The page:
As you enter, you find the theater sufficiently darkened that you worry for your footing as you search for a seat. Sounds define the space as the play opens — crickets and frogs, occasional birdsong, all undergirded by deep musical chords. You’re in a Florida swamp, and you find yourself facing a shadowy space shaped by wooden slats, through which light slides at various points. A figure hauling a heavy sack enters; you can’t really see her face, but you can hear gasps and sobs as she pries up some floorboards and deposits the sack in the space beneath. Then the light goes up a touch, though her face and figure remain shadowy, as does the shape of the man who rises from the planked grave.
These are the arsonists, a father-daughter team who make their living by the skilled setting of fires. The father is dead. What we’re seeing is his ghost, or perhaps just her memory of him. Fire is vicious and unpredictable: Despite the couple’s experience, the one they set most recently took the father’s life. In revenge — I believe; I had trouble catching every word — the daughter manipulated the flames and killed others.
Clearly, fire is a metaphor in this hallucinatory and intensely metaphorical play, for the flames’ horror and beauty, their destructiveness and cleansing power. This is not the only allusion to be contemplated, if not unraveled.
Throughout, father and daughter, identified only as H and M, twist strings and pull them through what I assume are cans of gasoline, since gasoline-soaked strings are a frequent tool of arsonists. These strings are then hung from a line as the father runs his fingers along them and speaks of the Greek furies who spun the thread of human fate, naming them several times: Clotho, Lachesis and Atropos, who cut the thread of life. M and H are death dealers, but the father is also urging his daughter to abandon the fire-setting skills he taught her and reach for a new life. To do this, she must make him whole by reuniting him with a crucial, undefined piece of himself left in the fire.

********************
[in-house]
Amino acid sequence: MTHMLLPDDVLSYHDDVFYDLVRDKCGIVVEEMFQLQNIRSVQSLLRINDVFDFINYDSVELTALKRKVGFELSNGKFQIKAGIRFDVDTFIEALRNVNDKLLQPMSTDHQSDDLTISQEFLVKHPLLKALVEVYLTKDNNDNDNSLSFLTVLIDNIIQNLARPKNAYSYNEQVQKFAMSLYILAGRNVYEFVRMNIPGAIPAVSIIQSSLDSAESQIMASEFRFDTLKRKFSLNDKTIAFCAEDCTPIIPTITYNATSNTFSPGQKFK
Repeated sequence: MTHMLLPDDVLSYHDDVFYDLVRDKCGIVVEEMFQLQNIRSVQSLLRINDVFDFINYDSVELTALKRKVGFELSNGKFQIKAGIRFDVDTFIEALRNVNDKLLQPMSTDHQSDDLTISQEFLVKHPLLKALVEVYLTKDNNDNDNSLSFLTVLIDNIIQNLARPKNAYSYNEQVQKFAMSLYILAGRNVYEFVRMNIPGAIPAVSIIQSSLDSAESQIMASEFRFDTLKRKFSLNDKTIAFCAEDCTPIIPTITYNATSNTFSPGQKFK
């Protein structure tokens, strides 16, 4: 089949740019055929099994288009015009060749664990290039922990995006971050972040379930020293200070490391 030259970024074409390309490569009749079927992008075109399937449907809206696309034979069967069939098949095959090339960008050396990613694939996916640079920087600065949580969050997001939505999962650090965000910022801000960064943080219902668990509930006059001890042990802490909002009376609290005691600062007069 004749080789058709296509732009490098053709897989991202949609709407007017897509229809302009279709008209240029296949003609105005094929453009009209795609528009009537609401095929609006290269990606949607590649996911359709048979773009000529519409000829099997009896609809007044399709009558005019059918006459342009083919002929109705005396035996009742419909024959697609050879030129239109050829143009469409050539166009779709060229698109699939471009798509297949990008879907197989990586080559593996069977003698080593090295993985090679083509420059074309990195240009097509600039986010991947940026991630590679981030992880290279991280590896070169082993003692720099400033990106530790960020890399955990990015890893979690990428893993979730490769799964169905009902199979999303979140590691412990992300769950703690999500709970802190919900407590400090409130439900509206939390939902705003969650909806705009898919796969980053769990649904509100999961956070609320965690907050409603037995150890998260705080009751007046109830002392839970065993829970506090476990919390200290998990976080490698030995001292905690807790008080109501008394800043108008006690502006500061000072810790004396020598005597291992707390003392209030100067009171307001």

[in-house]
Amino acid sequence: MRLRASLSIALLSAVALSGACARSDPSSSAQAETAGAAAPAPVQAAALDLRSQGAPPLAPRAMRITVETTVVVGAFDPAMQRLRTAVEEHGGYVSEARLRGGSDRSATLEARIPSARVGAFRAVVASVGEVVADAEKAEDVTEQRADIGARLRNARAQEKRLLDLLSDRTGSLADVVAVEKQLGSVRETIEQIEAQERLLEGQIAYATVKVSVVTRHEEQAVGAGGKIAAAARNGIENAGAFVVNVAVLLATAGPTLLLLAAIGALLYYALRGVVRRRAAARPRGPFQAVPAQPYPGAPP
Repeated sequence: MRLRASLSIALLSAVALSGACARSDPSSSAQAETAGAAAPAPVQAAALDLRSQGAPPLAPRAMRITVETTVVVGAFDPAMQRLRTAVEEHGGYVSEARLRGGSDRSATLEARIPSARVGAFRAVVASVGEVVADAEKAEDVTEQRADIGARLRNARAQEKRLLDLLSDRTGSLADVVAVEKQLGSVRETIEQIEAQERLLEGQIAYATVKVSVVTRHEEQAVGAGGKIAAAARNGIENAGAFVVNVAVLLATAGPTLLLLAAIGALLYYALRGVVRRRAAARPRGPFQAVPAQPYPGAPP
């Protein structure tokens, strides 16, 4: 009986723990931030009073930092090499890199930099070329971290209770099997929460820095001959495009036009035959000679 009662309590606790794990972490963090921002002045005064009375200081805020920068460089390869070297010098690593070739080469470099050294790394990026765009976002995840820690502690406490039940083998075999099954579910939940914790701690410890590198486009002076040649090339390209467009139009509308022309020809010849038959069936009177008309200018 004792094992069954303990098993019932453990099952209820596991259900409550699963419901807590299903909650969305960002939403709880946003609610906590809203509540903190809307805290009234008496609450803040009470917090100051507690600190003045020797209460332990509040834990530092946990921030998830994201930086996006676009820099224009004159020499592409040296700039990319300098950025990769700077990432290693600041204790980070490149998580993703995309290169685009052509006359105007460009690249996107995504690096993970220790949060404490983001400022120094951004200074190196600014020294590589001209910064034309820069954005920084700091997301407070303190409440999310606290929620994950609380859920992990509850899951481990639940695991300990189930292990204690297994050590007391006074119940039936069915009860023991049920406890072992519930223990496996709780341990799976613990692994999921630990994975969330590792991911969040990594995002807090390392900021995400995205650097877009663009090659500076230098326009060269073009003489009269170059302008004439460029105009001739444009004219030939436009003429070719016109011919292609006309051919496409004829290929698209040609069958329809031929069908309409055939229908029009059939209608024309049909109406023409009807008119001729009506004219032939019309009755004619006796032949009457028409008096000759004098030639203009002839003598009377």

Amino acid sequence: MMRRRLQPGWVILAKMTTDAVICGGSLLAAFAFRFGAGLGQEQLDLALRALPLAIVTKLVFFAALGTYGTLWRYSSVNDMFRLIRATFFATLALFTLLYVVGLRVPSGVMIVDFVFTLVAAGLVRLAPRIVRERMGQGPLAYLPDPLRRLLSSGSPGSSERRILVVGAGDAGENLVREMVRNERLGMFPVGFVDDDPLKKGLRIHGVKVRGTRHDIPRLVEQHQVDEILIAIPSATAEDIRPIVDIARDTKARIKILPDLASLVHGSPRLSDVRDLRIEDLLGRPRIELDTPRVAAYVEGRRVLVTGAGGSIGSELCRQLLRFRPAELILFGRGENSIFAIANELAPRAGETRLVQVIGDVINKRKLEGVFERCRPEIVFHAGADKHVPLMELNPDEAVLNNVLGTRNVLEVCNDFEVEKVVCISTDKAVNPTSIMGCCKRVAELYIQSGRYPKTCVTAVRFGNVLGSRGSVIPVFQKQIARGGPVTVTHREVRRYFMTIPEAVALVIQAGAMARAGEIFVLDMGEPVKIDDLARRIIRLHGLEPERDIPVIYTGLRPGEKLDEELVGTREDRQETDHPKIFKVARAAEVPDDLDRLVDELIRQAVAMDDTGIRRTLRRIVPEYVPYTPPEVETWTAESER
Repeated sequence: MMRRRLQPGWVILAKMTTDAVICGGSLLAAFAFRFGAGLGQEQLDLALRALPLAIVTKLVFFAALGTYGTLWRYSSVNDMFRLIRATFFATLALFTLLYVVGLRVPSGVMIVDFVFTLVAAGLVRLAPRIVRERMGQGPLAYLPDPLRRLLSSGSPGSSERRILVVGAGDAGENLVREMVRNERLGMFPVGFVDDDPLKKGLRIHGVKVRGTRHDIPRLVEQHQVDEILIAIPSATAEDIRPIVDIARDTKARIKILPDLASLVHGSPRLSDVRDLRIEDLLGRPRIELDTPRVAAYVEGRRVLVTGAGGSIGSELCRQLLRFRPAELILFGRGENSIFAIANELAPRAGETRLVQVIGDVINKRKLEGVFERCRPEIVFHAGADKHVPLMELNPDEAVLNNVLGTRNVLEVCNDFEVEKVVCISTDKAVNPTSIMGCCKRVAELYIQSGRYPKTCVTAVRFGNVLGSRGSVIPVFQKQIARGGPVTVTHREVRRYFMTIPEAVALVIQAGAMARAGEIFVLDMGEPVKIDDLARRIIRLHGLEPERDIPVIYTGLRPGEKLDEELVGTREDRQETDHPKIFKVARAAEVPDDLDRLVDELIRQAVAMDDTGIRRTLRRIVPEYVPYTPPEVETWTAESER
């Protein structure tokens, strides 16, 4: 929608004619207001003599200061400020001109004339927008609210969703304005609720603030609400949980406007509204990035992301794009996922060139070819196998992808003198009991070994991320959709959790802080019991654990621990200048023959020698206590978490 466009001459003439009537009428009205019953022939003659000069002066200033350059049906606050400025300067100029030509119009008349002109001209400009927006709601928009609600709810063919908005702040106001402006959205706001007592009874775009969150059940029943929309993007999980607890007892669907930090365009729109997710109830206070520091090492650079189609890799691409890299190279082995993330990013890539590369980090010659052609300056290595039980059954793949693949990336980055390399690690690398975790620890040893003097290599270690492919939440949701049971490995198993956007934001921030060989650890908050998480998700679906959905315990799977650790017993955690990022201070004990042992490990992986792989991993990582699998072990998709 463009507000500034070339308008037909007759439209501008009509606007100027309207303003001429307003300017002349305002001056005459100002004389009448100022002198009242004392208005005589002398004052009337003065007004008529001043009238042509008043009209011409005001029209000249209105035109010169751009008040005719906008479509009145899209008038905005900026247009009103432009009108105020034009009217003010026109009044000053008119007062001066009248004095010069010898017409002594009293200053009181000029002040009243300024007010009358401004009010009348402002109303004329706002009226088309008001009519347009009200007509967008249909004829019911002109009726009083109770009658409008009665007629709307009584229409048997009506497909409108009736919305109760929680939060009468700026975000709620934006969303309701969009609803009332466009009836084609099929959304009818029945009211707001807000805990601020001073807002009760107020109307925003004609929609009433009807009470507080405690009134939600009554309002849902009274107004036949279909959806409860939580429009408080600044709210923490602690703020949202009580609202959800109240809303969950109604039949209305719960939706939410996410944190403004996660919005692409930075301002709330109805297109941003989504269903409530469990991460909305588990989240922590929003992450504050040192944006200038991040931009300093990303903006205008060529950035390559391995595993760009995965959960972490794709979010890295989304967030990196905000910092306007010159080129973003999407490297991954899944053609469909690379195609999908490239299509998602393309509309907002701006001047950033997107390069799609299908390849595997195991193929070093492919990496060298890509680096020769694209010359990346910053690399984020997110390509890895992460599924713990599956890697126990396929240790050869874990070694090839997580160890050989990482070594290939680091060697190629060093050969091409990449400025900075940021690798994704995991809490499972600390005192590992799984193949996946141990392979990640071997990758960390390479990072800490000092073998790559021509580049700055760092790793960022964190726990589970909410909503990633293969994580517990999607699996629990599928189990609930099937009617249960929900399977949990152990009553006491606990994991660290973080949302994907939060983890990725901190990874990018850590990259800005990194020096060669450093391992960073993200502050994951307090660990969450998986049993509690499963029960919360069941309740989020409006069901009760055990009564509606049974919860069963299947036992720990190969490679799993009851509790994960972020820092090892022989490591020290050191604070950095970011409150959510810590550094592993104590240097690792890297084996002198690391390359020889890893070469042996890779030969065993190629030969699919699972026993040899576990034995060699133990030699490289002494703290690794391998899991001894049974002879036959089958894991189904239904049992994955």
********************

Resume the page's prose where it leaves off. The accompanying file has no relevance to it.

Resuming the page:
On one level, The Arsonists is a prolonged lamentation, an expression of grief and loss, an exploration of how death separates us and how we let go — or are unable to let go — of those we love most deeply. The stricken daughter tries every trick and ritual she knows to keep her father with her; it’s the father whose pain takes physical form — an ever-growing hole in his side that gnaws until on more than one occasion he howls and falls to the floor and, at one point in a rare moment of humor, marvels at the stoicism of those ubiquitous Victorian phantoms.
Goldfinger has said that Sophocles’s Electra was part of her inspiration for The Arsonists, but I didn’t see any plot parallels, and there’s no clear storyline. We don’t learn much about the fire that begins the action, and the father’s missing piece is never defined (a named body part might add some resonance and specificity). But you don’t need story to appreciate The Arsonists, just imagination, a willingness to submerge yourself in the play’s semi-mythic reality, an emotional response to the folk songs woven through the evening, and a sensitivity to language: Goldfinger’s is poetic, striking and often highly evocative. It’s much to the credit of Michael Morgan, who plays H, and Rebekah Goldberg as M (both excellent performances) that the language always sounds like real communication, and it also helps that director Stephen Weitz is clearly unafraid of pauses, allowing them to pulse with silence or the sounds of the swamp.
In this, its second production at what was until recently the Edge Theater, Benchmark has mounted a fine exploration of a fascinating text by a playwright worth following. Still, while watching the thick, muttering evening unfold, I found myself longing for just a little more light…in every sense. And wishing that someone would explain the reference to Truman Capote.
The Arsonists, presented by Benchmark Theatre through July 21, 1560 Teller Street, Lakewood, benchmarktheatre.com.